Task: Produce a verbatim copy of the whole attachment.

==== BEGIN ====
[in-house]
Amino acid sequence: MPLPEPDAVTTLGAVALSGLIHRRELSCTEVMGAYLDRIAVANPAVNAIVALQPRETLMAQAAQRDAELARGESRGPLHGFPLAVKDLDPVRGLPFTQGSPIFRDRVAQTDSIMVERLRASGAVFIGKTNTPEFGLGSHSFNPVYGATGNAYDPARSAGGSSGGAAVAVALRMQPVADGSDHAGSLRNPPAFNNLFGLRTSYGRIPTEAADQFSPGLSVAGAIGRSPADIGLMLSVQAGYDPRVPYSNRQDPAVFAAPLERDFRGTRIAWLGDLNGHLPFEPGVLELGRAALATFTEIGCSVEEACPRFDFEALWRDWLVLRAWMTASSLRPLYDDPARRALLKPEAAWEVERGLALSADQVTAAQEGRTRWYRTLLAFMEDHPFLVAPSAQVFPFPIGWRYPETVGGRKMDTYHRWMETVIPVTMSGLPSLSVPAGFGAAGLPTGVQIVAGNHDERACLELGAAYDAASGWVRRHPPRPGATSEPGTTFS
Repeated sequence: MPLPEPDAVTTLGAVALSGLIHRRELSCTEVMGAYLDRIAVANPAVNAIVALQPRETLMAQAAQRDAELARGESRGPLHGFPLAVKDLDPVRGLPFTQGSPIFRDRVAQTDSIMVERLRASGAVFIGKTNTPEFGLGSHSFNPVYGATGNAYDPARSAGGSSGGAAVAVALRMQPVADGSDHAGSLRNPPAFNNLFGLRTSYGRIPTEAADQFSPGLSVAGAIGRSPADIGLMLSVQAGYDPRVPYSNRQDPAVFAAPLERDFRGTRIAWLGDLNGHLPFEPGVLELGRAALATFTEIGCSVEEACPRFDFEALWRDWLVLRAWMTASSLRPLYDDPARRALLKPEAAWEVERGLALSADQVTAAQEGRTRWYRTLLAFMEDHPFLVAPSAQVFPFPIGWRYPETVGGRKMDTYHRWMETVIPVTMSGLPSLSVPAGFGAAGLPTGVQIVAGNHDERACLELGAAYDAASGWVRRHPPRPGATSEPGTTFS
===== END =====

[in-house]
Amino acid sequence: MPLPEPDAVTTLGAVALSGLIHRRELSCTEVMGAYLDRIAVANPAVNAIVALQPRETLMAQAAQRDAELARGESRGPLHGFPLAVKDLDPVRGLPFTQGSPIFRDRVAQTDSIMVERLRASGAVFIGKTNTPEFGLGSHSFNPVYGATGNAYDPARSAGGSSGGAAVAVALRMQPVADGSDHAGSLRNPPAFNNLFGLRTSYGRIPTEAADQFSPGLSVAGAIGRSPADIGLMLSVQAGYDPRVPYSNRQDPAVFAAPLERDFRGTRIAWLGDLNGHLPFEPGVLELGRAALATFTEIGCSVEEACPRFDFEALWRDWLVLRAWMTASSLRPLYDDPARRALLKPEAAWEVERGLALSADQVTAAQEGRTRWYRTLLAFMEDHPFLVAPSAQVFPFPIGWRYPETVGGRKMDTYHRWMETVIPVTMSGLPSLSVPAGFGAAGLPTGVQIVAGNHDERACLELGAAYDAASGWVRRHPPRPGATSEPGTTFS
Repeated sequence: MPLPEPDAVTTLGAVALSGLIHRRELSCTEVMGAYLDRIAVANPAVNAIVALQPRETLMAQAAQRDAELARGESRGPLHGFPLAVKDLDPVRGLPFTQGSPIFRDRVAQTDSIMVERLRASGAVFIGKTNTPEFGLGSHSFNPVYGATGNAYDPARSAGGSSGGAAVAVALRMQPVADGSDHAGSLRNPPAFNNLFGLRTSYGRIPTEAADQFSPGLSVAGAIGRSPADIGLMLSVQAGYDPRVPYSNRQDPAVFAAPLERDFRGTRIAWLGDLNGHLPFEPGVLELGRAALATFTEIGCSVEEACPRFDFEALWRDWLVLRAWMTASSLRPLYDDPARRALLKPEAAWEVERGLALSADQVTAAQEGRTRWYRTLLAFMEDHPFLVAPSAQVFPFPIGWRYPETVGGRKMDTYHRWMETVIPVTMSGLPSLSVPAGFGAAGLPTGVQIVAGNHDERACLELGAAYDAASGWVRRHPPRPGATSEPGTTFS